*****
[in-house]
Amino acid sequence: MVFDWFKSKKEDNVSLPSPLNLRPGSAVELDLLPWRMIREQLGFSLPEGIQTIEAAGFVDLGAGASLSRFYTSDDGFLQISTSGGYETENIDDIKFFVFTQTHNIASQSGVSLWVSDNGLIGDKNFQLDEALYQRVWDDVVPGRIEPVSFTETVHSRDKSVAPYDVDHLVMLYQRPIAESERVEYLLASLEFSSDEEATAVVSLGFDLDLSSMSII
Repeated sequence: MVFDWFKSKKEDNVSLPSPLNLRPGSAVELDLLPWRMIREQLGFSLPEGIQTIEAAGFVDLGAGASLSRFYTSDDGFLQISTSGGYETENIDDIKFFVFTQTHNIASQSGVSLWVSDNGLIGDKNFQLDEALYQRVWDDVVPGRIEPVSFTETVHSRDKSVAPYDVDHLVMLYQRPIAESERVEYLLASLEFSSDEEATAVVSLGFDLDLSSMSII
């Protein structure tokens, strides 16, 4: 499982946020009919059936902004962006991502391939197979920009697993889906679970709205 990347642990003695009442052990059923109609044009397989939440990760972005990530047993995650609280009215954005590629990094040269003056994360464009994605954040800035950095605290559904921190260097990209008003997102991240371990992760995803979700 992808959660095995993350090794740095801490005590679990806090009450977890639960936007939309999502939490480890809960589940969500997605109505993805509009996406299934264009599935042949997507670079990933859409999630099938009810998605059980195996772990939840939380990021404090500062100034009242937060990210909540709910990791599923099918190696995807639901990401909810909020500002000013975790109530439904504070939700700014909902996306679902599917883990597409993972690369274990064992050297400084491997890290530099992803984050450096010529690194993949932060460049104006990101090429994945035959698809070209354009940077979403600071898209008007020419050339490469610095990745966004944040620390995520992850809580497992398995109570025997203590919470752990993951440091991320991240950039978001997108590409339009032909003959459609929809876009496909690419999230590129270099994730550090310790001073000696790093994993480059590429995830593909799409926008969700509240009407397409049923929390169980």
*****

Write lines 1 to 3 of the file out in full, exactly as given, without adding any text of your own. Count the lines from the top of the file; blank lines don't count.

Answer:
[in-house]
Amino acid sequence: MVFDWFKSKKEDNVSLPSPLNLRPGSAVELDLLPWRMIREQLGFSLPEGIQTIEAAGFVDLGAGASLSRFYTSDDGFLQISTSGGYETENIDDIKFFVFTQTHNIASQSGVSLWVSDNGLIGDKNFQLDEALYQRVWDDVVPGRIEPVSFTETVHSRDKSVAPYDVDHLVMLYQRPIAESERVEYLLASLEFSSDEEATAVVSLGFDLDLSSMSII
Repeated sequence: MVFDWFKSKKEDNVSLPSPLNLRPGSAVELDLLPWRMIREQLGFSLPEGIQTIEAAGFVDLGAGASLSRFYTSDDGFLQISTSGGYETENIDDIKFFVFTQTHNIASQSGVSLWVSDNGLIGDKNFQLDEALYQRVWDDVVPGRIEPVSFTETVHSRDKSVAPYDVDHLVMLYQRPIAESERVEYLLASLEFSSDEEATAVVSLGFDLDLSSMSII